The US dollar is firmer against the major and most emerging market currencies. Poor data from Australia, in the form of an unexpected drop in building approvals, and disappointing European manufacturing PMI readings and softer German states' inflation took a toll ahead of this week's events.
Steady US Treasury yields and the rally in the Nikkei (+2%) helped lift the dollar above JPY102, but last week's high near JPY102.15 remains intact. The euro looks poised to test last week's low near $1.3585. Sterling is faring better, but a test on the pre-weekend low near $1.6715 and a return to last week's lows, just below $1.6700 is the risk.
The Australian dollar returned to the middle of its $0.9210-$0.9330 the range seen in the second half of last week. While the manufacturing index rose to 49.2 from 44.8, the fact that it is still in contraction mode (below 50) failed to provide new fodder for the bulls and new that building approval fell 5.6% in April (consensus was +2.0%), and the March series was revised down to show a 4.8% decline rather than 3.5% gave the bears what they were looking for. Key support remains near $0.9200. The central bank meets first thing on Tuesday in Sydney. No one expects a rate cut, but with this economic backdrop, a somewhat more dovish tone is likely.
Europe's manufacturing PMIs were almost universally disappointing. The euro area reading came in at 52.2, down from the flash 52.5 estimate. Germany itself was revised to 52.3 from 52.9. Italy slipped to 53.2 from 54.0. The consensus was for 53.7. Spain stood out. Its manufacturing PMI rose to 52.9 from 52.7, in line with expectations. France's flash reading of 49.3 was revised to 49.6. It remained below the 50 boom/bust level and was down from 51.2 in April. It is surely nothing to write home about.
Outside the euro zone, the PMI data was not much better. The 57.0 reading from the UK was in line with expectations, down slightly from the 57.3 in April, which is still a fairly strong reading. Switzerland's PMI fell to 52.5 from 55.8. The consensus was for 55.5. Sweden's manufacturing PMI fell to 54.1 from 55.5, for a bigger drop than the market expected. Among the largest disappointments was with Norway's 49.8 reading. The consensus expected no change from April's 51.2.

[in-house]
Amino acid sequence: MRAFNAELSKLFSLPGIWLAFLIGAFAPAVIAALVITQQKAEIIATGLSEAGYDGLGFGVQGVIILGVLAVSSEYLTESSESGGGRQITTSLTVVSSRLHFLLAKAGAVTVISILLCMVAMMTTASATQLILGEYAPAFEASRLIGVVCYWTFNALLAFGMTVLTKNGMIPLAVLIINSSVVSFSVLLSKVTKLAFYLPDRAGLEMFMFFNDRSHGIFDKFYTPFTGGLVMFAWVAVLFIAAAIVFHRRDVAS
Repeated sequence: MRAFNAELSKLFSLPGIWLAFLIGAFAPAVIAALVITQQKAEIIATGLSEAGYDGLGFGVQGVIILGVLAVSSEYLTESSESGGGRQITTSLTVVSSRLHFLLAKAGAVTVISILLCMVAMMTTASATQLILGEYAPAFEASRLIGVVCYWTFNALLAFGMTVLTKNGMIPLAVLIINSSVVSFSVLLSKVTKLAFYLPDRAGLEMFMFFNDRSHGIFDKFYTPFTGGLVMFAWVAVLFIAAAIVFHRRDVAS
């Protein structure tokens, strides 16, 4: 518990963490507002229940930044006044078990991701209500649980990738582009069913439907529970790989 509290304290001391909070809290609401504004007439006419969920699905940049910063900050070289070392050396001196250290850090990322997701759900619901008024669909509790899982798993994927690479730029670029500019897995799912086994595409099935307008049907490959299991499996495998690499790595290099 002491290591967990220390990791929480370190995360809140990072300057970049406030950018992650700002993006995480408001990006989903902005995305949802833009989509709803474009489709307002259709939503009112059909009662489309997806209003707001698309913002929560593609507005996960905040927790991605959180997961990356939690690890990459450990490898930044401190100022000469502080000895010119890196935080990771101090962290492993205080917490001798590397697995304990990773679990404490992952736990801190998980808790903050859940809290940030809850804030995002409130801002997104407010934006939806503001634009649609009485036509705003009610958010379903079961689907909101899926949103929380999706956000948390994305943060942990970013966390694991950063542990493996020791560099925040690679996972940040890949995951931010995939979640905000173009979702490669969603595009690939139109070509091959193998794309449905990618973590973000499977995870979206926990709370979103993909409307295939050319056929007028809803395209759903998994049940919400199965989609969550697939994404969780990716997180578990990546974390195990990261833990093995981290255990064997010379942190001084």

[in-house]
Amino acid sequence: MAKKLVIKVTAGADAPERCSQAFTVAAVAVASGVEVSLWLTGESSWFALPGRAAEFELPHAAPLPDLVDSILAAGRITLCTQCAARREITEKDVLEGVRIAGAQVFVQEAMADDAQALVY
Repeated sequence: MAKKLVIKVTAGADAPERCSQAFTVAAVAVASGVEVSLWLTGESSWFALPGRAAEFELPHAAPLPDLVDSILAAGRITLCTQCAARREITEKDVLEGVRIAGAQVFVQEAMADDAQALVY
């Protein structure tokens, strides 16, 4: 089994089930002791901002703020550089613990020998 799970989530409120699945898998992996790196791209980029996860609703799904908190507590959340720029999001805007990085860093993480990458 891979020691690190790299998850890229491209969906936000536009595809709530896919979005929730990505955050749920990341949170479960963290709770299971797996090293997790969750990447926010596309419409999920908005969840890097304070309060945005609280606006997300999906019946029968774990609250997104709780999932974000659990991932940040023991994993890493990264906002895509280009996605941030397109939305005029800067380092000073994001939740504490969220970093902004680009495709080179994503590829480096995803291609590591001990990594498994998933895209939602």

Meanwhile, following on the heels of the soft flash Italian and Spanish CPI figures at the end of last week, German states reported soft figures today. The risk is for the national figure, to be released shortly will undershoot the consensus for a 1.1% year-over-year increase. A sub-1% rise will underscore the likely weakness when the flash May CPI is released tomorrow. The risk is for something close to 0.5% from 0.7%.
This is turn underscores the anticipation of ECB action later this week. Signs continue to point to a 10-15 bp cut in key rates, including the deposit rate. A conditional lending scheme to help facilitate financing for small and medium businesses is anticipated with the signals suggest a 4-year, 4 bln euro facility.
While European bonds are mostly firmer, Portugal bonds are a notable exception. Just before the weekend Portugal's constitutional court ruled against the government's austerity measure in this year's budget. This is creating an 800 mln euro funding gap. It is the sixth time in less than two years that the courts have struck down elements of the austerity program. The court ruling will likely delay the last tranche of aid under the previous program, from which it has formally exited. The final tranche is for 3.5 bln euros.
For those who watch Portugal closely, this was a known risk and the IMF warned about in April. There are a number of potential recourses, including lifting the VAT, which is planned to be hiked slightly next year (to 23.25% from 23%) or a special levy on holiday bonuses (paid in the summer and December).
The main data from the North American session today is the manufacturing PMI/ISM. The Markit PMI is expected to be unchanged from its flash 56.2 reading, while the ISM is expected to tick up to 55.5 from 54.9 in April. Price paid may rise to 57.0 from 56.5, according to the Bloomberg consensus. Also, April construction spending is expected to rise 0.6% after 0.2% in March. While consumption in Q4 13 and Q1 14 were strong (above 3%), it is unlikely to be sustained. However, the overall pace of growth is appears to have picked up. Inventories are unlikely to be such a significant drag and nonresidential investment is likely to be better. A favorable construction spending report today will lend support to such ideas.
Disclosure: I have no positions in any stocks mentioned, and no plans to initiate any positions within the next 72 hours. I wrote this article myself, and it expresses my own opinions. I am not receiving compensation for it. I have no business relationship with any company whose stock is mentioned in this article.